What is the distribution of changes in adjusted R squared when adding a random normal variable?

Suppose we have a model with $n$ data points and $p$ predictors. The model has an $R^2_{\text{adjusted}}=q$.

What sort of distribution does the change in $R^2_{\text{adjusted}}$ have when a random Gaussian predictor is added to the model?

I am assuming that the expected value is zero, since $R^2_{\text{adjusted}}$ is supposed to adjust for predictors that have no explanatory power. But I can't find the answer anywhere, and I'm having trouble working it out myself. ...

• Wikipedia confirms your supposition that the expectation will be zero. The distribution, as a linear transformation of a ratio of sums of squares, tends to be strongly skewed. You might consider beginning with the case of no predictors (except a constant) and consider what happens when you include one independent predictor. – whuber Jun 26 '13 at 4:15

Here's a quick simulation in R that gives you a feel for the distribution of $R^2_{adj}$ when adding a single random normal variable.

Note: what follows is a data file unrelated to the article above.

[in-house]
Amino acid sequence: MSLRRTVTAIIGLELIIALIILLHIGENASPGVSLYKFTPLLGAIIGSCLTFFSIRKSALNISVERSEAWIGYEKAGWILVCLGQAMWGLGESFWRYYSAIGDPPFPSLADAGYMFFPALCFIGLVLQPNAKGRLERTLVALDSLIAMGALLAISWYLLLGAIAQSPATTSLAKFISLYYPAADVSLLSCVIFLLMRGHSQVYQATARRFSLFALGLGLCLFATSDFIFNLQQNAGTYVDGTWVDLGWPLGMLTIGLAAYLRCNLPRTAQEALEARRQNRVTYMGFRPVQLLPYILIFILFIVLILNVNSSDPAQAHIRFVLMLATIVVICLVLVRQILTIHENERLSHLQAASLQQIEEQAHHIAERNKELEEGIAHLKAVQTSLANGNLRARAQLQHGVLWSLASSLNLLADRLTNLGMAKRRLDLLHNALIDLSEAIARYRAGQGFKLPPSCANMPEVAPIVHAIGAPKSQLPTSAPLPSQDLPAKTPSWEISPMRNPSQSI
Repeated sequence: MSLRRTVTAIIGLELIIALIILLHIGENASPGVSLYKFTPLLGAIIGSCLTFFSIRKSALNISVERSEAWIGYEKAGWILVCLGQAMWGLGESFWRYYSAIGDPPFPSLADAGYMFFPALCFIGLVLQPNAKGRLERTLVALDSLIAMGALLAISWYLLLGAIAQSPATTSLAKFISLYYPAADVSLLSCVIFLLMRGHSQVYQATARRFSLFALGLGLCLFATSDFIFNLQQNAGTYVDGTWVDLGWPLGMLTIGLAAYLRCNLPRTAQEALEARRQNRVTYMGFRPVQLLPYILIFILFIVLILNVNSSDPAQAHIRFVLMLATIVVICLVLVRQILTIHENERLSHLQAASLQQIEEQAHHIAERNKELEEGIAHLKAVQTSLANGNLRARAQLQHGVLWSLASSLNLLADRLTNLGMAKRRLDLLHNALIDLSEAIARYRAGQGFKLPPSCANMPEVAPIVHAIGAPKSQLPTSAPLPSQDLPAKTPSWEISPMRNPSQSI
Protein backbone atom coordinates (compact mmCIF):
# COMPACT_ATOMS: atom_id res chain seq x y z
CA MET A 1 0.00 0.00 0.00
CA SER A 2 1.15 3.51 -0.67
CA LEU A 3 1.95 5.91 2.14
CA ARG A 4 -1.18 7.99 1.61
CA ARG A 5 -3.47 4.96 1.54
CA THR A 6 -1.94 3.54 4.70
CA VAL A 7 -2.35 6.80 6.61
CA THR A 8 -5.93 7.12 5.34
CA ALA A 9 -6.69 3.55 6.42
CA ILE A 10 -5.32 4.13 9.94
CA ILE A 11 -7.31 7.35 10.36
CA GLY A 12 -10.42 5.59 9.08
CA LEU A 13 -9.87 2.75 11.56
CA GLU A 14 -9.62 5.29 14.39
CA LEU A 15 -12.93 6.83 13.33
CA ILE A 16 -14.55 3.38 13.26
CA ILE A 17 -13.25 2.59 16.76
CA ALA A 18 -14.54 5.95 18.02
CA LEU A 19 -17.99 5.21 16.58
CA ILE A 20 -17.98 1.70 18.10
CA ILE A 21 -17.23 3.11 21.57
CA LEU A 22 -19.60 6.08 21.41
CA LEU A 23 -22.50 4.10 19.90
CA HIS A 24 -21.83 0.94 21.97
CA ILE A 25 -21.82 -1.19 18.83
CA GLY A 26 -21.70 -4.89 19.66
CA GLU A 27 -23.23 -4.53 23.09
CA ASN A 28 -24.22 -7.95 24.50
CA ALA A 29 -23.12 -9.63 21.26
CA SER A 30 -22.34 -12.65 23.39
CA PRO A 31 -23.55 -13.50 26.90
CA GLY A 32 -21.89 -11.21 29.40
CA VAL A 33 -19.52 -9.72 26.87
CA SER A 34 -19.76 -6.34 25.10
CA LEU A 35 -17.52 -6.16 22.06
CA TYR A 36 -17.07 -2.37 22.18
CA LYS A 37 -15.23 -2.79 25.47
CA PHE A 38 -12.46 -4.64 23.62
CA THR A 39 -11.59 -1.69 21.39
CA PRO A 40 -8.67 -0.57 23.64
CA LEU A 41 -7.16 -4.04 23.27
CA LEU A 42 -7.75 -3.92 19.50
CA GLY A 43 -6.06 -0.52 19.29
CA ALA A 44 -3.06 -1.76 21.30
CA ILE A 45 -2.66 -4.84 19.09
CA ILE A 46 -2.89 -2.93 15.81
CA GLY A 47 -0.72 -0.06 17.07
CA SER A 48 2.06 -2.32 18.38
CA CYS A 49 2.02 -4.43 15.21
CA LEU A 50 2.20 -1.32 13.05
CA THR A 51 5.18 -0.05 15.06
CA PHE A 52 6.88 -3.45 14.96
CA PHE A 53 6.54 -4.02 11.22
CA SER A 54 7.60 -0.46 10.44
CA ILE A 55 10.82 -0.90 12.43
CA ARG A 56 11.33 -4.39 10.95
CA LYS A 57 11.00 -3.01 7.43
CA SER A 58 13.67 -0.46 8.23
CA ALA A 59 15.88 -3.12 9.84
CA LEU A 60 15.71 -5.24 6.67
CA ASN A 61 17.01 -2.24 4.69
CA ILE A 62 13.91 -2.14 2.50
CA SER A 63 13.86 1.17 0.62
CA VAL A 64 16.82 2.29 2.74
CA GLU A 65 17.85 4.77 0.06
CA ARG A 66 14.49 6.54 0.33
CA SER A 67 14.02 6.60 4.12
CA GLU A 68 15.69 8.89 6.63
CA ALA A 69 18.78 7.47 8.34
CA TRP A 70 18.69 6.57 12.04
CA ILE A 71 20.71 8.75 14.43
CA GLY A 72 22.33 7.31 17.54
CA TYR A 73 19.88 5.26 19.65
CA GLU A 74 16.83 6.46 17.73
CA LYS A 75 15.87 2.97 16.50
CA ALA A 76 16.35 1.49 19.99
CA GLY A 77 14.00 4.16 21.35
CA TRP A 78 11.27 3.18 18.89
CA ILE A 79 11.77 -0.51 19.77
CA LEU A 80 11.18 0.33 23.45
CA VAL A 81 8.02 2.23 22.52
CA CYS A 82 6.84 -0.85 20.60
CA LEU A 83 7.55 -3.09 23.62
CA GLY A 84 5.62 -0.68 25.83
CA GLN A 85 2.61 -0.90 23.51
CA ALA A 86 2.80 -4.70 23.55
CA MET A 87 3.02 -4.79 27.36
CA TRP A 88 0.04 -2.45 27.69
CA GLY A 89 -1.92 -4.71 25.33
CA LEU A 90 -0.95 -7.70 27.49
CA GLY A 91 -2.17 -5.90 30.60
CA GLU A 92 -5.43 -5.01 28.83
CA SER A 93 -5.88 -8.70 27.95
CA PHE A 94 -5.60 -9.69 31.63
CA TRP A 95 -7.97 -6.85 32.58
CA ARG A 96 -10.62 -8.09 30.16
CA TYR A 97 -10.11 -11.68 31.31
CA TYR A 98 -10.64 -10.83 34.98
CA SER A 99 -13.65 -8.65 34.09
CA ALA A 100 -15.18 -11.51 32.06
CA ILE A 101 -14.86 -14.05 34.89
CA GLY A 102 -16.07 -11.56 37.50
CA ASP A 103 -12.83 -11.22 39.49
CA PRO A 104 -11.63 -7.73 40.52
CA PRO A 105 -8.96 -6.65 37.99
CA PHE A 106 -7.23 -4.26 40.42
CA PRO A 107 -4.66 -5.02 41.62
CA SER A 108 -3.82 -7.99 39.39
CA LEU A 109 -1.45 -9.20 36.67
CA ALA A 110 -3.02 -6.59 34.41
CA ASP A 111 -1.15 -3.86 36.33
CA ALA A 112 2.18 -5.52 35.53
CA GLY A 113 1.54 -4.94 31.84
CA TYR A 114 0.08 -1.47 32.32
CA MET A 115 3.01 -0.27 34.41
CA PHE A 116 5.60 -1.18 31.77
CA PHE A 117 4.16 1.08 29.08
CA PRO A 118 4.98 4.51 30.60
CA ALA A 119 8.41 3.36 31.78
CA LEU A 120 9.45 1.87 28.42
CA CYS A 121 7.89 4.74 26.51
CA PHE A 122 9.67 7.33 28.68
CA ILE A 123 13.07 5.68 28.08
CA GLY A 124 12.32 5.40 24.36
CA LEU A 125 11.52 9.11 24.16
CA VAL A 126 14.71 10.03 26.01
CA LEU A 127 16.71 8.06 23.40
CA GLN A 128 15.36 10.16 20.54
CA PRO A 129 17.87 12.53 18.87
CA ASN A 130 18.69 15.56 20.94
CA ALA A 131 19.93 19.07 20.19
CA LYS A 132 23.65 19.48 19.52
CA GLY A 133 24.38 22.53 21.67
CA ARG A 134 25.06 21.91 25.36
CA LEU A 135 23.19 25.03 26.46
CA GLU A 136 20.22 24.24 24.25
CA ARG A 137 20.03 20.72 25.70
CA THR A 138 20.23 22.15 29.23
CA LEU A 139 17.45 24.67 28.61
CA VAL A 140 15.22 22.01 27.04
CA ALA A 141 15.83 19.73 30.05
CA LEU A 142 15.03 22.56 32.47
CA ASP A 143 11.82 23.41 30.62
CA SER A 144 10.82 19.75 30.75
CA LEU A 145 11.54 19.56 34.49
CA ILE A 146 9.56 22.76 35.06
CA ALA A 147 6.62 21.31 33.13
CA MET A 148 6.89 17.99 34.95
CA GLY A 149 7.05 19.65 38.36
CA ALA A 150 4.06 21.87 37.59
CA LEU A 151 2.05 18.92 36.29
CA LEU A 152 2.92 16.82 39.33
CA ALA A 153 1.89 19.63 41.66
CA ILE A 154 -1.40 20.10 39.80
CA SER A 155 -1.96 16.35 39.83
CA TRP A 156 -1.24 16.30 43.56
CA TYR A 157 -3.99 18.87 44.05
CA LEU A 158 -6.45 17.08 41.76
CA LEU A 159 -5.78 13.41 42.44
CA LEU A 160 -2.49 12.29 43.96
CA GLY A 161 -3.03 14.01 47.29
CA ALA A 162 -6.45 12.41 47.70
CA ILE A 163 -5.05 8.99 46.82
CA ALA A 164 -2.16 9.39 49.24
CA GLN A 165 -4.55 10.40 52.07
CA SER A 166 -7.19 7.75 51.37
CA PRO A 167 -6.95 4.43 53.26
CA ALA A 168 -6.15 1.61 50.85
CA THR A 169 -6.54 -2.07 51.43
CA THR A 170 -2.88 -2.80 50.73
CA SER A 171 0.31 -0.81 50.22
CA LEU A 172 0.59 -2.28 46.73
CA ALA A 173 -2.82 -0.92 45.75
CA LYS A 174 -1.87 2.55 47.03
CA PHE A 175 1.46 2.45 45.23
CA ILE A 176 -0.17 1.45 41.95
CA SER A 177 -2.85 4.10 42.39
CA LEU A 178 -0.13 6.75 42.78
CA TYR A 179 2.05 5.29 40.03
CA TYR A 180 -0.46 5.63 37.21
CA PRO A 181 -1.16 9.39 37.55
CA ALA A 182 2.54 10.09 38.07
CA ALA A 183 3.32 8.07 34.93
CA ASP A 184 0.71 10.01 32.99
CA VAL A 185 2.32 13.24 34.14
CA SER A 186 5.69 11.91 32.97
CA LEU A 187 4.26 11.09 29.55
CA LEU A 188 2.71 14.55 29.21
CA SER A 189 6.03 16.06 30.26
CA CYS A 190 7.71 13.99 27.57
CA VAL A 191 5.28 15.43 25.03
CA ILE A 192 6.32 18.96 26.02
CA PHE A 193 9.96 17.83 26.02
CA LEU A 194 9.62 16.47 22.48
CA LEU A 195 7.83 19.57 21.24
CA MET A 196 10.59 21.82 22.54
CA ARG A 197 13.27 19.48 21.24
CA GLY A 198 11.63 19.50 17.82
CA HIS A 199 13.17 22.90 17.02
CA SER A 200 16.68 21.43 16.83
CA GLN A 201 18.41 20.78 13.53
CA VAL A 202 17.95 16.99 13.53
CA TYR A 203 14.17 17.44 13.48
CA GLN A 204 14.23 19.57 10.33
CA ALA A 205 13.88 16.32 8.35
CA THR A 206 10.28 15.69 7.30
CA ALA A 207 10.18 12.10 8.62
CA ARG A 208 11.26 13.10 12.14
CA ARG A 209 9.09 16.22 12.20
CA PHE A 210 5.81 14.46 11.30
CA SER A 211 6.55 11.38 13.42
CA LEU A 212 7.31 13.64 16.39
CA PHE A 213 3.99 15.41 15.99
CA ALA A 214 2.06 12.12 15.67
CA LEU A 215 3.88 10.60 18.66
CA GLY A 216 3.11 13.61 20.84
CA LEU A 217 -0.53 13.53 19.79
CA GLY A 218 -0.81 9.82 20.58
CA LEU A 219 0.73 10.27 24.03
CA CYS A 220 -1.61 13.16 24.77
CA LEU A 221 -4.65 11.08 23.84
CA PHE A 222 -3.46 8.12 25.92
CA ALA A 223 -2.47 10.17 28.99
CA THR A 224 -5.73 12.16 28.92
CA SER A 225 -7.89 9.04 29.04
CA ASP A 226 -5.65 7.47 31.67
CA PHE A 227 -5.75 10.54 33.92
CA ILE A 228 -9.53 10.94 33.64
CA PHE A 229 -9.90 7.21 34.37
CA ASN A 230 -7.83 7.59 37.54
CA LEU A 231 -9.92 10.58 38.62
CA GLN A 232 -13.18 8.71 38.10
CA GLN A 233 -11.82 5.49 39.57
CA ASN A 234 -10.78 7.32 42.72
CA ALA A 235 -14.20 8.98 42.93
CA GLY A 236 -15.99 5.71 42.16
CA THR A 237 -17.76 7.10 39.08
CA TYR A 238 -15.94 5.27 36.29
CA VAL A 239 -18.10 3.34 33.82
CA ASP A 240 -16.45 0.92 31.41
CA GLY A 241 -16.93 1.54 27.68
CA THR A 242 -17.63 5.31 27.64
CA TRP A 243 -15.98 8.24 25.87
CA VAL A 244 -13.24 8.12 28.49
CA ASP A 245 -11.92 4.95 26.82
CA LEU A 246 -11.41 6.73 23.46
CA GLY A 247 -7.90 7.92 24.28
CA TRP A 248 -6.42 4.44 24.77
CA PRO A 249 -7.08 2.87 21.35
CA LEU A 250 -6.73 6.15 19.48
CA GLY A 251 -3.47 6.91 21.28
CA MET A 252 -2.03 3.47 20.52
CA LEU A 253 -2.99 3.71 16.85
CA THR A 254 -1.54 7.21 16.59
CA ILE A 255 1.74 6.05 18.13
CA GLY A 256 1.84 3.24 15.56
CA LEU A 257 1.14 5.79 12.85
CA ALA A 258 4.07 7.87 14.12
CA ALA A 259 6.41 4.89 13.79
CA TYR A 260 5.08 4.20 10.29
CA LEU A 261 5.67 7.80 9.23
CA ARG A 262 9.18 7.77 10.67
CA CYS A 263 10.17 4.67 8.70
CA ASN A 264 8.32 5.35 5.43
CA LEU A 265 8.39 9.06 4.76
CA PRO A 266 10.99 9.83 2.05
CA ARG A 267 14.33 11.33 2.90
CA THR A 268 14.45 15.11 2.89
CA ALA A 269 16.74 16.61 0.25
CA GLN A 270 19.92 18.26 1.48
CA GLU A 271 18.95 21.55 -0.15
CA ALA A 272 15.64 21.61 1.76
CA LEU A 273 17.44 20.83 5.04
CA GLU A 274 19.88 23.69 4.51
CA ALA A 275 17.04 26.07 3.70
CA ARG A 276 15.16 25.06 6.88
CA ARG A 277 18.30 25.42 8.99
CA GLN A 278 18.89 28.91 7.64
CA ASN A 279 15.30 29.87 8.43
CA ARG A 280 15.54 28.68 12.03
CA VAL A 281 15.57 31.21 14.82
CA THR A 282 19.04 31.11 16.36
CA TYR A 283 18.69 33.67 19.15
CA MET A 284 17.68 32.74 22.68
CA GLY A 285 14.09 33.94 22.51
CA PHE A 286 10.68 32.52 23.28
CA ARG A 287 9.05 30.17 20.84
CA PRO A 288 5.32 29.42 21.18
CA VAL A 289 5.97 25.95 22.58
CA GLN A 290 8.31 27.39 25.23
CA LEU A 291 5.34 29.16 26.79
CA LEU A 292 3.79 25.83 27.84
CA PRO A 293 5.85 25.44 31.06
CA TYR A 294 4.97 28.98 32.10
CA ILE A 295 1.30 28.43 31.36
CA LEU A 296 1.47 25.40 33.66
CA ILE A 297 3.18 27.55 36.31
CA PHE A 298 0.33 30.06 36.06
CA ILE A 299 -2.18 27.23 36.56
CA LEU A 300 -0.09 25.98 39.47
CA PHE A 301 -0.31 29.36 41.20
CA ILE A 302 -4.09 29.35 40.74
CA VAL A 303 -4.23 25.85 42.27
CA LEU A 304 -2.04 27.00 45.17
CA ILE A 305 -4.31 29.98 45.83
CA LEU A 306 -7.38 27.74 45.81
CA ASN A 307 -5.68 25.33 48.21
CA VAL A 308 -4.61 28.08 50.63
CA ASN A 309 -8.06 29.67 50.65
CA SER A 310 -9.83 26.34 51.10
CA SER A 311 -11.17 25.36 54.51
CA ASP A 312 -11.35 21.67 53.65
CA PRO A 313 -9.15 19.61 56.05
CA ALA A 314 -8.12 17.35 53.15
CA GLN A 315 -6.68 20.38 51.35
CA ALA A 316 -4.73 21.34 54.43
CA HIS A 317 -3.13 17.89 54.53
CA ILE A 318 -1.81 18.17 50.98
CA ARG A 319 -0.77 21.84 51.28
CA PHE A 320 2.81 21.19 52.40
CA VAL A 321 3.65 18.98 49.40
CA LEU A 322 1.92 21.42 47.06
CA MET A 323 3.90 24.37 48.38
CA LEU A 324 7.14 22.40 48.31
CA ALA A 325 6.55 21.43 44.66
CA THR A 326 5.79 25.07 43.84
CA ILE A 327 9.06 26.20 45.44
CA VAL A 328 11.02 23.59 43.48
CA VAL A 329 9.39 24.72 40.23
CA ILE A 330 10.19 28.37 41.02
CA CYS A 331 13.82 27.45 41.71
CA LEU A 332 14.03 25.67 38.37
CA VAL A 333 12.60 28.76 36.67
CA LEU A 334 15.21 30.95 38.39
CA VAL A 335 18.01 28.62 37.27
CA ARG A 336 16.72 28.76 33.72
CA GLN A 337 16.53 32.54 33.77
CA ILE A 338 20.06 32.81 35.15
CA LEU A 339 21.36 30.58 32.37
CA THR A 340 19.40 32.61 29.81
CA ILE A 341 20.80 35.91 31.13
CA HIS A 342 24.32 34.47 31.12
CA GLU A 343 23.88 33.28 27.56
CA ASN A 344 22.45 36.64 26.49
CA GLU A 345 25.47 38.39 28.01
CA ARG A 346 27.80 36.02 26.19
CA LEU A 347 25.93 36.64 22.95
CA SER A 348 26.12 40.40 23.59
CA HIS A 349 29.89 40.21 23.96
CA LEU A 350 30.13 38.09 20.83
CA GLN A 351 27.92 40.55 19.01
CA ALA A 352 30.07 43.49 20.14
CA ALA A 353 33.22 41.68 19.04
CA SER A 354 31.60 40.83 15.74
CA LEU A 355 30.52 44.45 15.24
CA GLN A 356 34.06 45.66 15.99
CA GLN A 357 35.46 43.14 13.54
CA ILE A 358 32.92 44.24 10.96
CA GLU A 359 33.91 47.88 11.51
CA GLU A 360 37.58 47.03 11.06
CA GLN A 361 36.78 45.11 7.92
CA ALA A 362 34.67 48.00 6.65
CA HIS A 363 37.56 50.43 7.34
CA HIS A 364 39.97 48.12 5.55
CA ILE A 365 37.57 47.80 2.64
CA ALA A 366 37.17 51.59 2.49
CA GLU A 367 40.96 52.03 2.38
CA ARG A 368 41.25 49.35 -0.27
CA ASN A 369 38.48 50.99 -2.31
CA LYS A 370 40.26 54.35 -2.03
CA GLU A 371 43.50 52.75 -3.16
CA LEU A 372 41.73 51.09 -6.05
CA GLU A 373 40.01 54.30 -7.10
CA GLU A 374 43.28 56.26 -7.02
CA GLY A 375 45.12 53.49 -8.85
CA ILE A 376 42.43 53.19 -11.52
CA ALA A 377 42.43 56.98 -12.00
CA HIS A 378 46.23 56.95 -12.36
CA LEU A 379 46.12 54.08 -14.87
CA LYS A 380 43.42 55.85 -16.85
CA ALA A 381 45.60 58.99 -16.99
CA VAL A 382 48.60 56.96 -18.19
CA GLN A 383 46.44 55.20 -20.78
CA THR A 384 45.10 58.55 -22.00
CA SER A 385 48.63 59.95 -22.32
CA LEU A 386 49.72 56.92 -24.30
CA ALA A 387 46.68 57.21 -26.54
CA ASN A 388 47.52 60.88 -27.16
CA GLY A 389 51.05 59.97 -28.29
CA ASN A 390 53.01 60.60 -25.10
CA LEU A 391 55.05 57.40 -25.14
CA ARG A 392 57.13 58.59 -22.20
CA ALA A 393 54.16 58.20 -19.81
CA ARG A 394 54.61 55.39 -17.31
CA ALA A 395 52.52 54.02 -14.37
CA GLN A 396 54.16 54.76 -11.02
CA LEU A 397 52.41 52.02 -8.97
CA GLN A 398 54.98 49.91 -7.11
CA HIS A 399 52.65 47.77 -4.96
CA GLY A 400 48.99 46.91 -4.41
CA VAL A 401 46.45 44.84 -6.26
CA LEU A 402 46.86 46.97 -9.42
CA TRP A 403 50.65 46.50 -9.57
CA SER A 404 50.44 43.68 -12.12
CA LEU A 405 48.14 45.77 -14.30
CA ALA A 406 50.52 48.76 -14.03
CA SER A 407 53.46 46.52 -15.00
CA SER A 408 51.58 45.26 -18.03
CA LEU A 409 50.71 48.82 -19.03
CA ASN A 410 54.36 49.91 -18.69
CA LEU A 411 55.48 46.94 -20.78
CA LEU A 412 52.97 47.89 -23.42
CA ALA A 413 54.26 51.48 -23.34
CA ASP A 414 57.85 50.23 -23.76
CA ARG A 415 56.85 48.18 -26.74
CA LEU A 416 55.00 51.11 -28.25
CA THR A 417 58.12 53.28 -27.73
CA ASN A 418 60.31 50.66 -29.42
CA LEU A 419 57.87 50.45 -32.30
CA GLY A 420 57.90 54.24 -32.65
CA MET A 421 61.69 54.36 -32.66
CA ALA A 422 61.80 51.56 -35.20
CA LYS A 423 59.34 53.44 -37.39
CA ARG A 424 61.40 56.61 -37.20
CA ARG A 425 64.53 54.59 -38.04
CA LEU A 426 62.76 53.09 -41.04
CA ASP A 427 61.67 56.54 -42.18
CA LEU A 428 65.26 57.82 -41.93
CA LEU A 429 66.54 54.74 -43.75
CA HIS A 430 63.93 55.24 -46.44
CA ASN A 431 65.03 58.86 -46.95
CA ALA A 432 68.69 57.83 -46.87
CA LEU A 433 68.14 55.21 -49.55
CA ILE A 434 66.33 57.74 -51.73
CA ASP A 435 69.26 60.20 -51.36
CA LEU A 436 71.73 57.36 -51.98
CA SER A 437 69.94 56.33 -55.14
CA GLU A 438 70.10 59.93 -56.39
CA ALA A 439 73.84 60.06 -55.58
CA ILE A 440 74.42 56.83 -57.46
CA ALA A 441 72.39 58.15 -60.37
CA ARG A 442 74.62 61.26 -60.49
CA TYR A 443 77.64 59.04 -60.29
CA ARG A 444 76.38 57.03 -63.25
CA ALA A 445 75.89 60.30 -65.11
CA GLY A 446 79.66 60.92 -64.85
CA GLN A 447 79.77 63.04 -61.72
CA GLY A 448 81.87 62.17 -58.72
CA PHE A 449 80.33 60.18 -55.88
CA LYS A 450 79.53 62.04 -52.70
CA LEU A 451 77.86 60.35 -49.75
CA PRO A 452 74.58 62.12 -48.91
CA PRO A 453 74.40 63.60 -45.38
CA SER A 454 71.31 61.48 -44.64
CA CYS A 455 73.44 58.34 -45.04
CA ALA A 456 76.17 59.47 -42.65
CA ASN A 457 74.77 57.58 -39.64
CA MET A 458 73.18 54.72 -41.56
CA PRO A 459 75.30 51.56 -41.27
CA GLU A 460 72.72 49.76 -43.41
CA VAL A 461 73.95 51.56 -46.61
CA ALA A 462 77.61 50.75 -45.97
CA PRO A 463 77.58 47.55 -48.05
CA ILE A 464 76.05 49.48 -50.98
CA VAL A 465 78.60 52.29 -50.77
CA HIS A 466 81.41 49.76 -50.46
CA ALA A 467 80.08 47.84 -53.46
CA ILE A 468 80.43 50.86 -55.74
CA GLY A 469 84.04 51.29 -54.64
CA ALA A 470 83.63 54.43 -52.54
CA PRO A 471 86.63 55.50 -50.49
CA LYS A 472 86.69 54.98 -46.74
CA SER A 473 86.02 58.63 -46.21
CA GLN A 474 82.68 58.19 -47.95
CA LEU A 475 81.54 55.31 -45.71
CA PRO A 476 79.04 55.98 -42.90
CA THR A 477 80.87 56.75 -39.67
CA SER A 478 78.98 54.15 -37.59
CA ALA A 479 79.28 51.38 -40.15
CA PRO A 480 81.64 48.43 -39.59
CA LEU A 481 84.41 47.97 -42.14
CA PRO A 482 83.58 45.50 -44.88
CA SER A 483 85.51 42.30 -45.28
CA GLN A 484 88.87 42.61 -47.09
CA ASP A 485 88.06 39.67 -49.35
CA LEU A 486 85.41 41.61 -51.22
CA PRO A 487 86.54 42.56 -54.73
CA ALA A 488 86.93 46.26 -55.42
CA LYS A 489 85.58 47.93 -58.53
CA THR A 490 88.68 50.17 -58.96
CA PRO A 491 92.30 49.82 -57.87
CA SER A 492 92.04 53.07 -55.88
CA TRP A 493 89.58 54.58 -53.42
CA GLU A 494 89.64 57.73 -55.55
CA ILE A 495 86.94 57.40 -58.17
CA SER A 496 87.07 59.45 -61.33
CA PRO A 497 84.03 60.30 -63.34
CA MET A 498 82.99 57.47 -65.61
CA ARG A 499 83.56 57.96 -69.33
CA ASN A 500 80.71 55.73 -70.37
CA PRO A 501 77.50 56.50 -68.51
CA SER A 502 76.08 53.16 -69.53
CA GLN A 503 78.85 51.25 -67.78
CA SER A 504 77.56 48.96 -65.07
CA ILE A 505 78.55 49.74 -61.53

summary(fit)$adj.r.squared } # Simulate adjusted r-square values simulations <- 1000 n <- 100 x <- sapply(seq(simulations), function(X) adj_r_simulation(n=n)) # Display results mean(x) sd(x) plot(density(x), main=paste0("n=",n, "; simulations=", simulations), xlab='Adjusted r-squared') abline(v=mean(x)) The simulation above simulates two independent normal variables, x and y of sample size n=100. It then fits a linear model predicting y from x and returns$R^2_{adj}$. This process is repeated 1000 times and the values are saved. The sample mean of simulated$R^2_{adj}$values is close to zero: > mean(x)  0.0002181863 > sd(x)  0.01425647 Below you can see the density plot of the simulated values of$R^2_{adj}\$. This illustrates whuber's point about the distribution being highly skewed.